What's Overlanding? (PART 1)

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If you’re a fan of adventure travel, chances are you have heard the term “overlanding” thrown around with increasing frequency, including everything from pictures of dirt-crusted 4WDs in the middle of rocky desert landscapes to #vanlife. You’ve seen pictures of vehicles and tents illuminated by glowing lights against a backdrop of ten-billion star accommodations: the dark night sky of the great outdoors, completely unadulterated by city lights, the hazy swath of the Milky Way stretched across the sky. You want this experience. Is this overlanding? What is overlanding? You don’t have a fancy rig… is this something you can still experience?

If you are wondering more about overlanding and the opportunities it allows for authentic, unique adventures, you aren’t alone. You don’t need to be an off-road expert or even own your own overlanding-worthy vehicle to get in on the amazing explorations that overland travel allows.

Let’s break it down…

So, what exactly is Overlanding?

Overlanding is just what it sounds like: travel over land. While this can be done by any number of modes of land transportation - train, truck, car, bike… camel… - the goal is generally self-reliant, vehicle-supported adventure travel.

The emphasis in overland travel is the journey rather than the destination. This doesn’t mean that you spend the whole time in the vehicle, or that your destinations aren’t worthy goals, it simply means that the transportation, and how you are experiencing the journey, is part of the adventure. Sure, you could “sightsee” all day and then return to a hotel at night, but - in addition to getting really expensive - this type of travel lacks the immersive, genuinely unique outdoor experiences that come with overlanding.

Traveling by vehicle allows overlanders to be both self-sufficient and flexible with plans. Having the gear and supplies you need along with you on the journey allows for you to explore areas further afield from the beaten track, change plans on the fly when you see something interesting to explore, and get off-the-grid as much as your heart desires for an adventure you’ll tell stories about for a lifetime.

So, this is like a road trip? Can’t I just take my car?

Not exactly. The primary difference between taking a “road trip” or “car camping” vs. overlanding, is the type of travel that is possible. Overland vehicles are designed to be a bit more robust and dependable, allowing you to travel over more rugged and rough terrain than your typical day-to-day vehicles or even most of the vans that are advertised for overland travel.

For example, in the state of Colorado, mountain terrain can be challenging, even on paved roads, depending on the grade or weather conditions. Without a suitable four-wheel drive vehicle with high clearance, you can be significantly limiting your travel options. An overland-suitable vehicle will allow for far more options for travel, mountain/terrain access, and even more campsite options.

Overland vehicles are also designed to allow for more remote travel, allowing for unique off-the-grid experiences that you may not be able to access with a typical vehicle. Depending on the set-up, they are typically also better designed and equipped for the camping portion of the journey than your typical road-tripping vehicle.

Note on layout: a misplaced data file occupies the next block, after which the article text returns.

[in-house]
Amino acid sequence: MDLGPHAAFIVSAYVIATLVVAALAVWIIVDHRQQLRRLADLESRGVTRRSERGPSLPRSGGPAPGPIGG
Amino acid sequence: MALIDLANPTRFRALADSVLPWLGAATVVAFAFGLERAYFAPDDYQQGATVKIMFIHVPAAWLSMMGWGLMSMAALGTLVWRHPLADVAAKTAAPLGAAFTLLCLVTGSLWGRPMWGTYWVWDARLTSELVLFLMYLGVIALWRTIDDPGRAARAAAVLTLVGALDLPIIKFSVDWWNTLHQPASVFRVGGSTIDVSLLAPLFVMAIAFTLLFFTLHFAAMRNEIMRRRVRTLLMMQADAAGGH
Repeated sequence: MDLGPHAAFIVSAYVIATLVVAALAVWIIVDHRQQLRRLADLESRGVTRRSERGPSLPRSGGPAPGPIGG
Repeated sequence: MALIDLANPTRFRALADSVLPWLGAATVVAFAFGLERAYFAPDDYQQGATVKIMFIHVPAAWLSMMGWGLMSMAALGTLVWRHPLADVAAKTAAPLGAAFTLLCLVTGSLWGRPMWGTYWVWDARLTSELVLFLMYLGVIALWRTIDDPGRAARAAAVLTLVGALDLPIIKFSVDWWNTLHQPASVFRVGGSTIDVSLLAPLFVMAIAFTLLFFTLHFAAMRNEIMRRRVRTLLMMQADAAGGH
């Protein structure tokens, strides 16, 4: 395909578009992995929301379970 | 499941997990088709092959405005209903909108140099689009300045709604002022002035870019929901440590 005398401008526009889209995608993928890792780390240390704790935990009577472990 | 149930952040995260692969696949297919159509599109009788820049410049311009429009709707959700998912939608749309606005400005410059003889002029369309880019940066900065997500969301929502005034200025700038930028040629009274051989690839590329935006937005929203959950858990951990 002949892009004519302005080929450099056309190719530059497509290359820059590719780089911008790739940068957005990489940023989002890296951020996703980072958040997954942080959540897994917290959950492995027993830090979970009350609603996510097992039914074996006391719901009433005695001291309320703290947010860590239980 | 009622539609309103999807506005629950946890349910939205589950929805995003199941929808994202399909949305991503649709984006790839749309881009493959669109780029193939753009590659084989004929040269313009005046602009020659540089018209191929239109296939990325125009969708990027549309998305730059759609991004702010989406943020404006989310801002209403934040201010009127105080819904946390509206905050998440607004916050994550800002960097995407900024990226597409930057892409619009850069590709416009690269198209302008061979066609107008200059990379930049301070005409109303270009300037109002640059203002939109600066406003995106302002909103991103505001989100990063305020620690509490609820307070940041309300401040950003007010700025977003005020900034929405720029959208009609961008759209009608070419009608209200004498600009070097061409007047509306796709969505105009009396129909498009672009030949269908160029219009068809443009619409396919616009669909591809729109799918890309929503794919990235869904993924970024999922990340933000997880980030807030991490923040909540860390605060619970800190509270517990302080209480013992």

So, is an overland adventure serious stuff? Like driving over boulders and down rocky mountain sides?

No, not at all! While proper overland vehicles certainly allow you to plan or be prepared for some technical terrain or challenging routes as part of your adventure, overlanding should not be confused with four-wheeling, rock-crawling, or other extreme driving adventures that require very specialized off-road equipment and terrain knowledge.

Overland vehicles are designed to be robust enough to access 4WD routes and some rugged terrain, but are generally not set up to allow for very extreme off-road travel over harsh terrain such as large rocks, boulders, rockpiles, etc., travel that requires extremely specialized build-outs and insurance. These vehicles are not designed to travel with the camp gear and supplies you would want to have along for an overland adventure. While these activities are certainly available as part of a mountain adventure, they are best rented for day use in very particular areas.

So I don’t need a monster truck to make this happen. Cool. What are the benefits of overlanding in a Jeep?

Surely, you will see a lot of people renting vans, campervans, and other RVs to overland, but there are serious advantages to overlanding in a Jeep. Jeeps are the gold-standard for overland travel, better for the unpredictable weather and variable terrain that you can encounter when traveling through mountain regions and other varied landscapes. Vans can be very limited in their abilities to leave even paved roads, which can put a serious damper on an expedition where even basic campsites are typically found off the main roads.

Properly equipped Jeeps have the advantage of 4WD and high clearance that will allow for easier travel with moderate to steep grades, rugged terrain, and technical routes. Even if you aren’t interested in terrain that is too rugged or too technical, Jeeps allow for gravel and backroad travel that simply can’t be accomplished by many of the other options on the market, particularly if you are renting.

The roof-top tents that speciality rental Jeeps are equipped with also make for a very convenient and comfortable camping experience after a day of exploration, with the advantage of camping under the stars, no matter what the weather.

Also, Jeeps are badass. You will look badass driving one, and your trip will be badass. Who doesn’t want to have a badass adventure?

Want to learn more about Overlanding? Check out Part 2